What is the tone of Thoreau's "Civil Disobedience"?

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Ashley Kannan | Middle School Teacher | (Level 3) Distinguished Educator

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If "tone" can be seen as "the attitude an author takes towards the work," then I think that Thoreau hits a very defiant tone in Civil Disobedience. This level of defiance can be seen in how Thoreau saw his writing as a response to the clamor as to why he refused to pay taxes to a government advocating the Mexican- American War.  I think that this tone is evident in how Thoreau argues the need for individual action to heed to a higher law, at times, when there is obvious conflict with human law.  Thoreau is passionate about this more transcendent realm of justice and in doing so, his tone is firm and defiant in how individuals must aspire to this realm and not capitulate to what the Status Quo is.  This brings out a larger issue in the writing which is that individuals must appropriate a point of view that seeks to transform and change what is into what should be.  Such a task necessitates a tone of defiance and clarity in its call to action.  The advocacy of resistance demands a tone of defiance to what he writes and to the manner in which it is presented.  I think that this is the reason why this tone is so evident in Thoreau's work.

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teachsuccess | High School Teacher | (Level 1) Educator Emeritus

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Additionally, the tone of Thoreau's work is persuasive, purposeful, and indignant. Thoreau argues that matters of justice should be decided by individual conscience rather than by majority consensus. He contends that all who become obsessed with the letter of the law will eventually discard common sense and conscience. Thoreau cites the example of soldiers who are given little latitude to exercise personal judgment in matters of war. These soldiers are compelled to obey, as if they are mere horses or dogs.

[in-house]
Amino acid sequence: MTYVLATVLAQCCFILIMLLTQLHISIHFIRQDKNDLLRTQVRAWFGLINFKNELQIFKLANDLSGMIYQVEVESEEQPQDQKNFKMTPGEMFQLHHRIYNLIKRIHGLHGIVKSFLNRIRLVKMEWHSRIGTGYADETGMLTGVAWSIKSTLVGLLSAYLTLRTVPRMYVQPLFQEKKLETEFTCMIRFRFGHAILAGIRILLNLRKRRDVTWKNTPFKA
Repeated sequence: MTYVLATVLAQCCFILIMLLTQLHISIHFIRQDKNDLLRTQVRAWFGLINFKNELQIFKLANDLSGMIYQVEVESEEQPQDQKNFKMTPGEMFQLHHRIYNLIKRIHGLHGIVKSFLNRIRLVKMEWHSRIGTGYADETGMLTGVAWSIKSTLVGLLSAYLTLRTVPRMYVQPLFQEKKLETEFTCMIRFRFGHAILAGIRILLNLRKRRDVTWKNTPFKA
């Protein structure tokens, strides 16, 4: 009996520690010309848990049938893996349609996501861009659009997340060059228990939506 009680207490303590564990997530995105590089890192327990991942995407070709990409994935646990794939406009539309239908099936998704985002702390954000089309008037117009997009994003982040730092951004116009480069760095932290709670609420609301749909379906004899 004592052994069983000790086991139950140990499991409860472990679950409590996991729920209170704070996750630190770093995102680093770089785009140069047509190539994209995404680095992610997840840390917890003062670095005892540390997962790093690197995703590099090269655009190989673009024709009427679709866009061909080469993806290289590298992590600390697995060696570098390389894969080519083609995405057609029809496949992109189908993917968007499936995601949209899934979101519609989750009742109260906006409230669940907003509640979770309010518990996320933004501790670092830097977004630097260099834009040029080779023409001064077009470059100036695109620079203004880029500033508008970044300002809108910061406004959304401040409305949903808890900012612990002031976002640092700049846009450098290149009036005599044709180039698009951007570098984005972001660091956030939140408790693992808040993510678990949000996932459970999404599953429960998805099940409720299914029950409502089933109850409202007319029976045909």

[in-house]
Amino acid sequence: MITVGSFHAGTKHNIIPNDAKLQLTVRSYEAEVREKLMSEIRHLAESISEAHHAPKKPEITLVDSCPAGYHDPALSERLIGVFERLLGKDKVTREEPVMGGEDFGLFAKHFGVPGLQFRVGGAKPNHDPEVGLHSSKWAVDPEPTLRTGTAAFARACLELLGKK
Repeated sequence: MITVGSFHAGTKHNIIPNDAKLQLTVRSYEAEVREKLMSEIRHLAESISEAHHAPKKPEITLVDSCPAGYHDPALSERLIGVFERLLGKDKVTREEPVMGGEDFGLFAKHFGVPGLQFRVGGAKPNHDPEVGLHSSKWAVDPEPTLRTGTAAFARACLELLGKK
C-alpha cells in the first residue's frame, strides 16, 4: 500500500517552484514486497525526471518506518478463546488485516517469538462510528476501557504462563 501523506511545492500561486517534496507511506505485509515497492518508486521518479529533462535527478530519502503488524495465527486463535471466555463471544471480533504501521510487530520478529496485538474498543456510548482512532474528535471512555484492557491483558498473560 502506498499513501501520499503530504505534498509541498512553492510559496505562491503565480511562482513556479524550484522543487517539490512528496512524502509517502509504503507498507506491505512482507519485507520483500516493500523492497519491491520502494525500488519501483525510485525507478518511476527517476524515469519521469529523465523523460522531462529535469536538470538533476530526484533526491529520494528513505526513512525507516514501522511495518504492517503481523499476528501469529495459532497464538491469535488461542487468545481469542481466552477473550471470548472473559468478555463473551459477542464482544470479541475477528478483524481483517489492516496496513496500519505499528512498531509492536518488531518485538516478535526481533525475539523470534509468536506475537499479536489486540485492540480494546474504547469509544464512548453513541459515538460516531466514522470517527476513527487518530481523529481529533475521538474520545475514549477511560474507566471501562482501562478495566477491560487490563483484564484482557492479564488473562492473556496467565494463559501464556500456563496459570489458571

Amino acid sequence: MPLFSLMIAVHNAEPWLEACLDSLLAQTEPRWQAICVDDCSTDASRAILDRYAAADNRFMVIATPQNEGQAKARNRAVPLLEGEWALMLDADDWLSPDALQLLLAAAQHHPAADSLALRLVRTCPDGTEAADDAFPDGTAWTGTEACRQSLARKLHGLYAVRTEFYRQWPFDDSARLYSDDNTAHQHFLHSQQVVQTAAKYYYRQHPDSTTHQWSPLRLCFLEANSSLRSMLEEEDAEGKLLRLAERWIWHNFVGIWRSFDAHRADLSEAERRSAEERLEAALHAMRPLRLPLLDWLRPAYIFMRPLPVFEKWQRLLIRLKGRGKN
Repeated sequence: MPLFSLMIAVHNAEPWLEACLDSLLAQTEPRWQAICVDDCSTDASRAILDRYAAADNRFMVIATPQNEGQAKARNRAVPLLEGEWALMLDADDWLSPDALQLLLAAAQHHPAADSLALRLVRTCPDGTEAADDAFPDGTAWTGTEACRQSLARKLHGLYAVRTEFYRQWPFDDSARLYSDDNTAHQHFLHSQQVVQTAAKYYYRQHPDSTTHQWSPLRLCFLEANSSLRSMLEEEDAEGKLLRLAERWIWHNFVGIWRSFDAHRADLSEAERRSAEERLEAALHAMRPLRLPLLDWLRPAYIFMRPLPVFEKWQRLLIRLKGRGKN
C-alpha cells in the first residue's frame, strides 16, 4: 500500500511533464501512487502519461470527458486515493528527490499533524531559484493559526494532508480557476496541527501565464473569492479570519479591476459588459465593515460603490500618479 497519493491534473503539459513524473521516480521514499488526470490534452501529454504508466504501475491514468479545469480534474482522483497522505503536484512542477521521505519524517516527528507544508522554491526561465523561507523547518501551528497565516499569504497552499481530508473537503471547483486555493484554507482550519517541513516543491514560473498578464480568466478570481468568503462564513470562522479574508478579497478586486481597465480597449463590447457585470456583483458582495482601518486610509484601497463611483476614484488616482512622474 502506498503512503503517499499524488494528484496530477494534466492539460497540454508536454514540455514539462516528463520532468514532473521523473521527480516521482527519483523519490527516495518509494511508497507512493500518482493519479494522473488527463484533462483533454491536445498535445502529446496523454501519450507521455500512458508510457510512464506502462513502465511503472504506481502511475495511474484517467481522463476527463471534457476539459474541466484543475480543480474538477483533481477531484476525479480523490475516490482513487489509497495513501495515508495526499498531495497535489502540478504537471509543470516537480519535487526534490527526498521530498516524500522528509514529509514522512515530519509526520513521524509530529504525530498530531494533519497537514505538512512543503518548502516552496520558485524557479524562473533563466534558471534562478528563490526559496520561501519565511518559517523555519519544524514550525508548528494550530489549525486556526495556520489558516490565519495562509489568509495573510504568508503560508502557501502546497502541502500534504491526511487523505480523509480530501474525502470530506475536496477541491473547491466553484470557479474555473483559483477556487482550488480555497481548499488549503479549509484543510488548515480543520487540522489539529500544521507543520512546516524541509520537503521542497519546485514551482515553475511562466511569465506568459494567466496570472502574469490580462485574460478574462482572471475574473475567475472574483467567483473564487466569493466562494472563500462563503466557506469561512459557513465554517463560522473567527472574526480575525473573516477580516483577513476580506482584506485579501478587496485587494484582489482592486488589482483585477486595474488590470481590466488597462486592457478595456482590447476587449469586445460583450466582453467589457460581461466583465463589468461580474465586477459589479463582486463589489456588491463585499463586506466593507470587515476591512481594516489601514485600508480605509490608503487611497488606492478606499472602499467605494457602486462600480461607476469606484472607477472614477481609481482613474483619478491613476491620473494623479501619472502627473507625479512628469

Thoreau's main argument is that every individual has a right to ignore "unjust laws." He is appalled that a government based on majority rule should have the authority to compel absolute obedience from individuals. Thoreau purposefully lays out his argument in support of individual rebellion in his essay. He fervently supports the motto "That government is best which governs least," and he invites all abolitionists to pull their support from the government of Massachusetts for its support of slavery.

Thoreau scoffs at the idea of "reform." He says that it's past time to talk about this. He contends that the only correct response (when one's government has overreached its authority) is to engage in outright rebellion or "civil disobedience." Thoreau maintains that "the true place for a just man is also a prison." In other words, individuals should be willing to risk imprisonment in order to bring about some substantive changes.

Thoreau resolutely argues that civil disobedience is necessary, even if it endangers the welfare of individual families and properties. He says that this is the only way to stop the government of Massachusetts from propagating slavery. Thoreau does acknowledge that it is difficult "for a man to live honestly, and at the same time comfortably." However, he purposefully encourages every individual who is serious about stopping the practice of slavery to make difficult choices. Thoreau maintains that this is the only way to live with integrity and honor.

So, we can see that the tone of Thoreau's essay is both purposeful and indignant. He is convicted of the rightness of his beliefs and firm in his support for civil disobedience.




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